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Cinema Signal: Not quite a green light but has elements of strong appeal for horserace fans of all ages.
. "Secretariat"

Of all the genres of film, the sports movie is the most formulaic and the most predictable. (I'd say "arguably" except I don't think it is arguable). 1. It's almost always based on a "true" story (except for the liberties the screenwriter takes for the sake of "drama." 2. Since it's based on a true story (supposed or actual), we always know the outcome (the close finish, come from behind miracle that everyone's rooting for). The final payoff is always satisfying, bringing you to tears, or awe, hearts and spirits soaring. The format demands it.

The way they manage to make drama out of a story people know (even if you didn't, they made a movie out of it, didn't they?). So, let's not carp about predictability. These things are as predictable as day and night.

3. The makers (director Randall Wallace, writers Mike Rich and William Nack) get carried away with their story and it almost always turns out too long ("Secretariat" is a horse's breath under two hours). A neat ninety minute sport movie is as rare as a 530 carat diamond. (It's in the Tower of London).

4. While the thing that makes one sport movie better than another is the depth and magnetism of the characters involved in the story, this is the first area in which compromises are made. Character depiction is limited to the game, race or competition at hand. Straying into areas that distract, detract. Do we really get a handle on the actual character of Penny Chenery Tweedy (Diane Lane, "Nights in Rodanthe") here beyond her amateur status in horse-racing and single-minded focus on the capabilities of her horse?

5. These stories are molded as from a common die.

In this story of a champion horse who made horseracing history in 1973, you don't get to know too much about the humans involved in it beyond Chenery's absolute trust in Big Red's speed (renamed Secretariat for the marquee value) and, as he matured into bigger and longer races, his endurance. But, is it trust... or the stubborness of of a woman in a man's world with something to prove, or the faith of an amateur who doesn't know better.

Trust also pervades her marriage to Jack Tweedy (Dylan Walsh, "Nip/Tuck" TV series), with intimations of gender competition at the edge of what's said or merely hinted at. She knows she's not making him happy by spending so much time at the stables, but she's sure of her husband's fidelity even as his participation wanes under playing second fiddle to his wife's racing life.

Her life is written with blinders that limit our view to a saintly straightforwardness as the threat of losing her father's (Scott Glenn, "W", "Nights in Rodanthe") Meadow Stables over money problems fails to convince her to sell the horse for a very tidy sum. Nothing will shake her off the saddle she rode in here on.

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  • Heart of a champion
  • 3 Deleted scenes
  • Music Video
    Two-Disc Blu-ray/DVD Combo
  • All the above
  • Choreographing the races
  • A conversation with the real Penny Chennery
  • Audio commentary by director Randall Wallace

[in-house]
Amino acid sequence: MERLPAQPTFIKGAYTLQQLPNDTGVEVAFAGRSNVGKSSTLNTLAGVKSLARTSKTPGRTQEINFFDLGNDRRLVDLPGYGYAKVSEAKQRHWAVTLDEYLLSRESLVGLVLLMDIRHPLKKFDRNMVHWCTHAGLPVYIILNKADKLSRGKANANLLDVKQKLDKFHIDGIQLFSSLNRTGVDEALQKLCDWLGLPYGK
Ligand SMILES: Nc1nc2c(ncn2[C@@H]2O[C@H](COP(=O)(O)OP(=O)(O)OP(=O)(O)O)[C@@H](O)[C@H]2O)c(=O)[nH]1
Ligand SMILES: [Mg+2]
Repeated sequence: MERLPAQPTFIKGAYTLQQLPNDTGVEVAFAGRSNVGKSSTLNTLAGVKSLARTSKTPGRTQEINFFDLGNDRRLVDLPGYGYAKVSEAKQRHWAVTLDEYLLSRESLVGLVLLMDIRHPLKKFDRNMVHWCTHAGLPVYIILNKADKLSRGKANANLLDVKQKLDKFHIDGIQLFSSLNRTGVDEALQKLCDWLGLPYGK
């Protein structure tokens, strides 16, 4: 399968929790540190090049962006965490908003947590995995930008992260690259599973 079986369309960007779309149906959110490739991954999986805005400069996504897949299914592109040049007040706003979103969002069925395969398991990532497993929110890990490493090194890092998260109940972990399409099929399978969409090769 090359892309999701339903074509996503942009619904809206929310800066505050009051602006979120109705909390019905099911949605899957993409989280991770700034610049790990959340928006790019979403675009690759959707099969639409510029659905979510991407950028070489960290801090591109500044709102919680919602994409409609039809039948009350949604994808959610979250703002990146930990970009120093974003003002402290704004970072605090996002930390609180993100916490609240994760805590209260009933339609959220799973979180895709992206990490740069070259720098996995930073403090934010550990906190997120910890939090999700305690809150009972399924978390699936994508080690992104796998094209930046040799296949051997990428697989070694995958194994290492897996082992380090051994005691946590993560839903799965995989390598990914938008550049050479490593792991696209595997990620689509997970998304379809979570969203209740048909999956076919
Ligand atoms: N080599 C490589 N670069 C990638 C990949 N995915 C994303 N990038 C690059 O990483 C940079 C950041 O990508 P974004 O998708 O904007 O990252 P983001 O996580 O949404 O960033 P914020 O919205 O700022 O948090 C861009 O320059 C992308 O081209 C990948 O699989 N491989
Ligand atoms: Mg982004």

• Secretariat Multi-angle simulation
  • She enlists the aid of trainer Lucien Laurin (John Malkovich, "Burn After Reading"), a semi-retired trainer who'd rather play golf and wears the colorfully bizarre attire of the links. He's a man who needs a horse as much as the horse needs him.

    Pancho Martin (Nestor Serrano), a competing horse owner keeps the dynamics of competition alive with male bombast and bullying arrogance as he attempts to deflate Chenery's hopes by slamming a woman's place in horse racing and belittling the horse that sport reporters are so heated up about. He's pissed because he thinks his horse is the one that should be receiving all the focus as the likely winner. His attack on her serves the purpose of providing some drama (and a little humor) leading up to the races that comprise the Triple Crown, and an opportunity to show, with witty banter, that our lady won't be intimidated.

    Chenery's horse is fascinating and the camerawork does all it can to get into its qualities, both on and off the track (probably with more than one closely matching animal). Lingering close-ups on its eyes probe its understanding of what's at stake before each race. These moments do what they can to develop an intimacy with the animal we're rooting for. What the actual horse called Secretariat accomplished was astounding, stunning, worthy of Hollywood treatment, though something closer to a documentary would be of greater value.

    Lane is lovely. Malkovich is a caricature that would have been better channeled through the creative imagination of Johnny Depp. Other supporting roles are little more than standard and make no waves.

    But, you know what? Expecting nothing more than a typical sport movie, it reaches the finish line to fulfill its intentions, which is to celebrate greatness on four legs with a decent--if not record-breaking--amount of light and safe family entertainment that takes us to the races. What're the odds?

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                                          ~~  Jules Brenner  

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    Diane Lane as Penny Chennery
    A rare horse; a rare owner.

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